Restaurant Without Food
Intellectual corruption in the society has generated Frankenstein’s monsters in all structures: from laundries to the Ministry of Culture. Restaurants have been also affected.
That's why we are surrounded by shameless and kitchenless representatives of once-delicious business: restaurant-concepts, restaurant-interiors, restaurant-panoramas, restaurant-attractions, restaurant-assignation houses. The restaurants, which are actually about food, are simply lost in this multifunctional variety. Since they are very rare, their addresses are passed on by word of mouth to good friends, and sometimes it's a challenge to find a free table there.
How can we find a food-oriented restaurant in this multi-party polyphony?
Of course, it is recommended to start from the places with some history, preferably those, which have survived several decades at the market. If a restaurant is more than a hundred years old and has become favourite of three generations of Lyon residents, it can be easily assumed that this is not because they have been selling hookahs all these years. Menu of such restaurants are always concise and clear (but only for residents of Lyon). A quick glance is not enough to identify iconic dishes, however, these are the dishes to order first. Genetic gastronomic code is encrypted even in simple omelettes, which are the best ones in the area, as a waiter will, perhaps, inform you. Omelette with local goat cheese and truffles will be the best you have ever tasted. There are only several hundreds of such restaurants in the world, and they are so rare that it is high time to add them to the Red List instead of a guide to healthy eating. We strive for something more down-to-earth, something without pastries invented by a French king and monograms on every toothpick. Luckily, a constellation of gastronomic stars of new generation has emerged among legendary restaurants.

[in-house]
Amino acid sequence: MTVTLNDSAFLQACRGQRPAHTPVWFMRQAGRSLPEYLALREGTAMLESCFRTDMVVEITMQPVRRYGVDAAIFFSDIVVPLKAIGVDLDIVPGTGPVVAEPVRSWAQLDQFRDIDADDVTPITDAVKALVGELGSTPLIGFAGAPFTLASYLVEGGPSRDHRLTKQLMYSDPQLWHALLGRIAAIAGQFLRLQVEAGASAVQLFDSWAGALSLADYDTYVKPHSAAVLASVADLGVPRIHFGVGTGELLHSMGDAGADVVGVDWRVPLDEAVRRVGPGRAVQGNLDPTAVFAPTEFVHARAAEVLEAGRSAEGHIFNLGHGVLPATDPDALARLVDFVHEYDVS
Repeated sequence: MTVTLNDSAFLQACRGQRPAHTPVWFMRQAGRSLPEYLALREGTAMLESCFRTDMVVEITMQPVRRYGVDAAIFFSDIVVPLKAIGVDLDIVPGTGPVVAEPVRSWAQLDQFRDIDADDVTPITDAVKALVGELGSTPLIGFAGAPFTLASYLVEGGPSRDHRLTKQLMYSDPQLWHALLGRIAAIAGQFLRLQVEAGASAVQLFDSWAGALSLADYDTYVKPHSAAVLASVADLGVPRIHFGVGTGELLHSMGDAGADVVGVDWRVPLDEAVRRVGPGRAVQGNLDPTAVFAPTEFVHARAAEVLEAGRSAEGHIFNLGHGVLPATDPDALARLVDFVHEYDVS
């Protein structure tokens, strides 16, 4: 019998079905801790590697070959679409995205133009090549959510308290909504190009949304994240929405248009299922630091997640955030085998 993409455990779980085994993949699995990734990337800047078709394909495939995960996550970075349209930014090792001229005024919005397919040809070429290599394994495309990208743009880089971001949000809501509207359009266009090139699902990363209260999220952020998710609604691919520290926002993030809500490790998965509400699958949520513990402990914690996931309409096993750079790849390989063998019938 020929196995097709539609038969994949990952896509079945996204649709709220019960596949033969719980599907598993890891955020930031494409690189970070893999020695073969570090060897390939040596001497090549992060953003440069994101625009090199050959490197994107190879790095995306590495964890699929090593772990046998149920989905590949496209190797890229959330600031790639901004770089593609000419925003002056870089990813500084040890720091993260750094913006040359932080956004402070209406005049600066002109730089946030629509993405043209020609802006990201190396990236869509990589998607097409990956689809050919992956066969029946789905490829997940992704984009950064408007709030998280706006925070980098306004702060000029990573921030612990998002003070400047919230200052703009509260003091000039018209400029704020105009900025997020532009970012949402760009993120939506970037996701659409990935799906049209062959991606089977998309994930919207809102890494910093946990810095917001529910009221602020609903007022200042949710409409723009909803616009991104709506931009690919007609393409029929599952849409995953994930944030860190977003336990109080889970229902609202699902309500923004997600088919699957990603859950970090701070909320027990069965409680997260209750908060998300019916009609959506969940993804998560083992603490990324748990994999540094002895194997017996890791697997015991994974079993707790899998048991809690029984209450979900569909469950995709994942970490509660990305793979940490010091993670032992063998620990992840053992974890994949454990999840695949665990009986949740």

These places are supposed to offer real food.
They seem to be exactly, what we need, because chefs can hardly get Michelin star for doing nothing, can't they? But if we put aside epistolary orgasms of restaurant critics and take an honest look at a plate with a dish for €80, we will notice only a few inconspicuous slices or pieces. Sure thing, they form an intricate pattern on a porcelain 'canvas' with three drops of colourful sauces, extracted from a prostate of a male deep-water prawn, and are covered with foam that settles before one manages to say 'Bon appétit!'. The name of such dish is usually expressively complex, and only Google can help understand its meaning.